Unconvincing 'Skoolaz' review

Published: Wednesday | January 30, 2013 Comments 0

THE EDITOR, Sir:

I'm sorry that your theatre critic Michael Reckord had to go to a funeral with a storytelling preacher to find real enjoyment (as articulated in his review in your edition of January 25).

Reviewers are free to vent whatever they think about a production, fair or otherwise. Your reviewer seemed determined not to get the joke in Skoolaz, the LTM National Pantomime at The Little Theatre. It remained for the young people in the audience to enjoy the production, as even the reviewer had to admit.

By his own admission, while he was left to continue mourning, others in the audience got along with enjoying what they'd come to see, uncomplicated as the story was. Contradictions abound. Even as he nitpicks, your reviewer admits that the characters in Skoolaz, all easily identifiable, are all lots of fun. (His words).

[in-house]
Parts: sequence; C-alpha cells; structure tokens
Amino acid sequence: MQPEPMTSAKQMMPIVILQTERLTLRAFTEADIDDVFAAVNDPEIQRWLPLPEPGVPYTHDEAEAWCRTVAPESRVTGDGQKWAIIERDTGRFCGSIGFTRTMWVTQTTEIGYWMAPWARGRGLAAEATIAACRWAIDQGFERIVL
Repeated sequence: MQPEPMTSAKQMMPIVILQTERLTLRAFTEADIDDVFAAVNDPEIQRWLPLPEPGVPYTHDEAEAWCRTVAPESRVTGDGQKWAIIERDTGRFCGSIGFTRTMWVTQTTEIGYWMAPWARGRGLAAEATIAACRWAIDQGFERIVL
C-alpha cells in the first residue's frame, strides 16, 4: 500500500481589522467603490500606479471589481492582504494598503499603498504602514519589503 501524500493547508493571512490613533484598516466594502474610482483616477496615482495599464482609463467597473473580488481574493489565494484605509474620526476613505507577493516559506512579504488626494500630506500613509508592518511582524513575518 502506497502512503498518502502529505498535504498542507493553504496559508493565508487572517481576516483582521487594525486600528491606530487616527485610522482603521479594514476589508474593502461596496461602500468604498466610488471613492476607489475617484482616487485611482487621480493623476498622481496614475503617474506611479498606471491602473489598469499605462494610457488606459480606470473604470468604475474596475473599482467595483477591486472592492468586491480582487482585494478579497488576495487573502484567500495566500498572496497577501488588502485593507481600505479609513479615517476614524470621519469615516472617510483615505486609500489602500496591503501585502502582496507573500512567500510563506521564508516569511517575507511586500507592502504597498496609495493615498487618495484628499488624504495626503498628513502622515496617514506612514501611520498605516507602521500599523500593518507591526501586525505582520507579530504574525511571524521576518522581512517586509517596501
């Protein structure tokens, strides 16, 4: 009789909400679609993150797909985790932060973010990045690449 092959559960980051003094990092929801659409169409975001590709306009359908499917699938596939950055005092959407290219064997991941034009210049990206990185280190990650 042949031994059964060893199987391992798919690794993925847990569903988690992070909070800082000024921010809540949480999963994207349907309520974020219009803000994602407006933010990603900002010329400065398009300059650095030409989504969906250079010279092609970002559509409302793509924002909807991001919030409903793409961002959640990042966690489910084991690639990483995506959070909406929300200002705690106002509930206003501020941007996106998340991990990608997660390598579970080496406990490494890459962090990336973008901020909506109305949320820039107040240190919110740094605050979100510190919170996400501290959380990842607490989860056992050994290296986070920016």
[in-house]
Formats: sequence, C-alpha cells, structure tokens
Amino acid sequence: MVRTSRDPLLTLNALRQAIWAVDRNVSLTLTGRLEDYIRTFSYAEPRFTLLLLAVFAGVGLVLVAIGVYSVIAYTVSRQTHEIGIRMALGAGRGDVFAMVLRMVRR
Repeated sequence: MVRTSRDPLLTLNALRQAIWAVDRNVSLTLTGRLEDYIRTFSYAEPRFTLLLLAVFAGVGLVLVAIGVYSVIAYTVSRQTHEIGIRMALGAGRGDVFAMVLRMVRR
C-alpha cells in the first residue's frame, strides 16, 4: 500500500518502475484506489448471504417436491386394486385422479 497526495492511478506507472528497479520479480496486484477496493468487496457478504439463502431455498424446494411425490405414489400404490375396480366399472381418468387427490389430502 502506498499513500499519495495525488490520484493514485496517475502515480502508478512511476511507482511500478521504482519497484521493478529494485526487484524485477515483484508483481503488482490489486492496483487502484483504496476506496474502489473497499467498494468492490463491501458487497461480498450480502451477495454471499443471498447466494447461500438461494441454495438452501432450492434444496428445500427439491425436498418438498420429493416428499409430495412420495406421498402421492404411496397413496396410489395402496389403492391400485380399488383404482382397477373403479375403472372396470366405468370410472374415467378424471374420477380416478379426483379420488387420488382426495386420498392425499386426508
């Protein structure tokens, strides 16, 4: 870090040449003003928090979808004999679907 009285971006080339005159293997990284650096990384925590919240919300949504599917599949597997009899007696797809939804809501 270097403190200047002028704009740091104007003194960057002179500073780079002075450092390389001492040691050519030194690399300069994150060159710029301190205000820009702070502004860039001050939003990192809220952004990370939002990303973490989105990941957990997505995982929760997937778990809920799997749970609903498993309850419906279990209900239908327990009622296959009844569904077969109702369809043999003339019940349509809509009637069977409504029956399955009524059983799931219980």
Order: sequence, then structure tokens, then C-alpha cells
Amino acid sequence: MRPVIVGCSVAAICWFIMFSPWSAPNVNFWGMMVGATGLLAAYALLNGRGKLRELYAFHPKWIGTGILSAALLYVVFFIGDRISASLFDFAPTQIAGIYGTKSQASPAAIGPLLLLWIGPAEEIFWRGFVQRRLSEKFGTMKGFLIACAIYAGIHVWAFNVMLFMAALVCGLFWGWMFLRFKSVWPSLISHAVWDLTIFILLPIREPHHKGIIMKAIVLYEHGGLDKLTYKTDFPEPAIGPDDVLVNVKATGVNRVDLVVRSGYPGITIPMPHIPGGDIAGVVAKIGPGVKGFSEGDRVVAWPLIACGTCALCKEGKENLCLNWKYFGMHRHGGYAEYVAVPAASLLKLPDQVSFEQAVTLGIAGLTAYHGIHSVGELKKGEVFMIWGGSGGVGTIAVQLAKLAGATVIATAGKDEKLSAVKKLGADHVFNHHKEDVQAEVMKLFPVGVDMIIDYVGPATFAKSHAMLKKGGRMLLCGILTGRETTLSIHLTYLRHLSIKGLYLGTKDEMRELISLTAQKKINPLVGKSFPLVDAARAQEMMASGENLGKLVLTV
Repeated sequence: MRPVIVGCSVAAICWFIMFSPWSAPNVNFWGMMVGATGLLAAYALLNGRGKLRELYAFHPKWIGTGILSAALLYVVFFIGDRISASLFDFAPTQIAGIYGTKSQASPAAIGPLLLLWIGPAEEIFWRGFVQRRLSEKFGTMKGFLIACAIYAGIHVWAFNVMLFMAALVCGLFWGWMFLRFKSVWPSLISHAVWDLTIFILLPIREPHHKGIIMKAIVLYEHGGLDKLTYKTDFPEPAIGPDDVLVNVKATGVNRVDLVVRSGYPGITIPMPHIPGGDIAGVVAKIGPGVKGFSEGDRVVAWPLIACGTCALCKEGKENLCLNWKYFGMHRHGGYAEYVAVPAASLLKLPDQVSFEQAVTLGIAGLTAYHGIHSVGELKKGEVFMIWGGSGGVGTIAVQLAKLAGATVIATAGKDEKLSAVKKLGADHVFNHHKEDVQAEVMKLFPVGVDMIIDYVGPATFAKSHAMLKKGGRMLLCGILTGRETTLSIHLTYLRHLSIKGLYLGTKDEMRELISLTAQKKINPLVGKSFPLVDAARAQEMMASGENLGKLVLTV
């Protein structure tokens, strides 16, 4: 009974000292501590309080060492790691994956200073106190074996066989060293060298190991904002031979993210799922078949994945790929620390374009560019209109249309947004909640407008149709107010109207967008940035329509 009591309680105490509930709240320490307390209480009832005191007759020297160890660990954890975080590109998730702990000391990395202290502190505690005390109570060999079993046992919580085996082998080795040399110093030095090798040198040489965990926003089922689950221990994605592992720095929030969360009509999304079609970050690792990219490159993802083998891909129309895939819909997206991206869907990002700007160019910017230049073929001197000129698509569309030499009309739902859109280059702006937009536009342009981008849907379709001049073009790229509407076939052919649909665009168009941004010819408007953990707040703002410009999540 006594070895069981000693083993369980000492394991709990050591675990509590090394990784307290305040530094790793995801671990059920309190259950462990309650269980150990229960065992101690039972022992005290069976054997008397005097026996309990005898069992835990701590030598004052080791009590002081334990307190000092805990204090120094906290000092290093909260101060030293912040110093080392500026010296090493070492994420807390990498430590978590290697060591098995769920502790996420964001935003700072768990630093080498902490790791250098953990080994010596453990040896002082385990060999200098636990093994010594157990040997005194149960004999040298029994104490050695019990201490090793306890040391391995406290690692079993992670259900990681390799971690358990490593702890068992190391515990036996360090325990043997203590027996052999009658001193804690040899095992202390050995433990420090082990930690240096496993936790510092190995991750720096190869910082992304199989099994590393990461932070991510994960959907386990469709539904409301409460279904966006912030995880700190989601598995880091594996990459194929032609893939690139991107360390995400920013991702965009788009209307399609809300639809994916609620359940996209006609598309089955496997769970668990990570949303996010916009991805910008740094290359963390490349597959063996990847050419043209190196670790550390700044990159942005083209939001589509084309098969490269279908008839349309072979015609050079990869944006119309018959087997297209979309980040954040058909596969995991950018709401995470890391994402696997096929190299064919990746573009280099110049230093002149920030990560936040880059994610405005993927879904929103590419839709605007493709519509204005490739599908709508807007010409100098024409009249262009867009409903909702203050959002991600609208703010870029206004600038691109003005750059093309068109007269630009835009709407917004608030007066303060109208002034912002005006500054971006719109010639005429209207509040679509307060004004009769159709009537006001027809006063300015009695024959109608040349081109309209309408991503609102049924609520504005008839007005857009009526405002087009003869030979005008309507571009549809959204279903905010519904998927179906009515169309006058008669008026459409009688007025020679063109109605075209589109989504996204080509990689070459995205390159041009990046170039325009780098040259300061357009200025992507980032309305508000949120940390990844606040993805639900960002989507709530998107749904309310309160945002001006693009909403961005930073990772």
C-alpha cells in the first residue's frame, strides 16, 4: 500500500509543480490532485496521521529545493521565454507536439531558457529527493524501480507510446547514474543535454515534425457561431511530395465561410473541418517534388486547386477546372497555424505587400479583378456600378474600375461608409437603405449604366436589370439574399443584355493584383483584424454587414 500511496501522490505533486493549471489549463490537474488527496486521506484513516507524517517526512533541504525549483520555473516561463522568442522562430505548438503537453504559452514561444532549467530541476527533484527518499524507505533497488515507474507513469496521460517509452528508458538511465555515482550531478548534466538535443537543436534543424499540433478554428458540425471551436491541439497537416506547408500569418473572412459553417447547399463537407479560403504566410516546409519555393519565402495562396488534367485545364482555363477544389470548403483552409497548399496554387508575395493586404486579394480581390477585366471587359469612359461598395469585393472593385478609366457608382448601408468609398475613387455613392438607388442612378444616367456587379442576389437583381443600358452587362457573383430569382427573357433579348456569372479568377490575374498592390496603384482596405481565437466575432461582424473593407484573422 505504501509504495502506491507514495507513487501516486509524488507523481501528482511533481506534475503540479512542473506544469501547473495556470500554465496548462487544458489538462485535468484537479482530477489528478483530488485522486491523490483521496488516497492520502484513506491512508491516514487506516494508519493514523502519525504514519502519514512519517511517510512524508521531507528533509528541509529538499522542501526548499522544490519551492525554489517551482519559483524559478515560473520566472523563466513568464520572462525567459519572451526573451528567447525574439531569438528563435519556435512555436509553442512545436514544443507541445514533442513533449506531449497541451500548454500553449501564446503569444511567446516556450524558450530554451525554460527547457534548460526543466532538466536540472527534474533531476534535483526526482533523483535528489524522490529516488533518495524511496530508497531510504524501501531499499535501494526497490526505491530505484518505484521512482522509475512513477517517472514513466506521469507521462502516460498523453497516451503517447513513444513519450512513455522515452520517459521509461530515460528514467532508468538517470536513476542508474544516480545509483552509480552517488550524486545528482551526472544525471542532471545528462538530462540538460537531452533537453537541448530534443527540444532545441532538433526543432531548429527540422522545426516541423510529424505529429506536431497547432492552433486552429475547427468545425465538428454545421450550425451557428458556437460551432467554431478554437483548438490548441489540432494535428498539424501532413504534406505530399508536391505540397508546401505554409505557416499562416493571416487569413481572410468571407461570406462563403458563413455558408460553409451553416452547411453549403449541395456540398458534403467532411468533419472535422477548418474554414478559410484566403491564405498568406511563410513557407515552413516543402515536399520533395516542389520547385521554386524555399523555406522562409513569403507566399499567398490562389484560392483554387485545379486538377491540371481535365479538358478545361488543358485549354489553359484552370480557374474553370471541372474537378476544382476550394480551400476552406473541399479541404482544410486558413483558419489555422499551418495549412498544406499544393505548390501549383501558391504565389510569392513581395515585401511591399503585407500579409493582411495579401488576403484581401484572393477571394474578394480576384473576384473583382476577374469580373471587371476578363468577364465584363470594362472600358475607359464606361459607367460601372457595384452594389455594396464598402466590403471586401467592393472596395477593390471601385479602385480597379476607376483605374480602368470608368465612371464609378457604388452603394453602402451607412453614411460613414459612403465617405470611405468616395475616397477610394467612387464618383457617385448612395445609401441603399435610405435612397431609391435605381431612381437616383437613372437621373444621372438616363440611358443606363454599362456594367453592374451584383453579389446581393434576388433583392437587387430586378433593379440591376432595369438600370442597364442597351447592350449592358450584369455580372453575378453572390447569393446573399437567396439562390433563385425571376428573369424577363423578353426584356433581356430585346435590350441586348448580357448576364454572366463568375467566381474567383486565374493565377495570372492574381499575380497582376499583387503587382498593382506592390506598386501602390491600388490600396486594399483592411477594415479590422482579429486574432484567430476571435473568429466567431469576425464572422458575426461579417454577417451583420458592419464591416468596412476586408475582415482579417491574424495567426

Distressed reviewer

He seems disappointed that "a girl about 10 years old, sitting behind me, thoroughly enjoyed the spectacular but quite ridiculous climax to the storyline." He further surrendered and admitted that "there is much to enjoy," but the editor couldn't resist allowing the headline 'Unconvincing'. Worst of all, the reviewer seemed more than distressed to find that the playwright was more interested in making people laugh (Woe is me!)

Perhaps the most ridiculous - and surprising - aspect of your reviewer's review is that he chose to lump together two productions, neither of which had any relation to each other, to create one review and to damn them with faint praise. The public should know that the only link between Basil Dawkins' Ambitions and the LTM's Skoolaz is that they are performed in two theatres on the same premises and the same designer did the sets.

It is not often, if ever, that I have seen that done in theatre reviewing, a discipline with which your reviewer is well familiar, especially as a teacher in the dramatic arts and as a writer of a Pantomime script in the past. Perhaps the confusion began with that storytelling funeral.

BARBARA GLOUDON

Playwright, 'Skoolaz'

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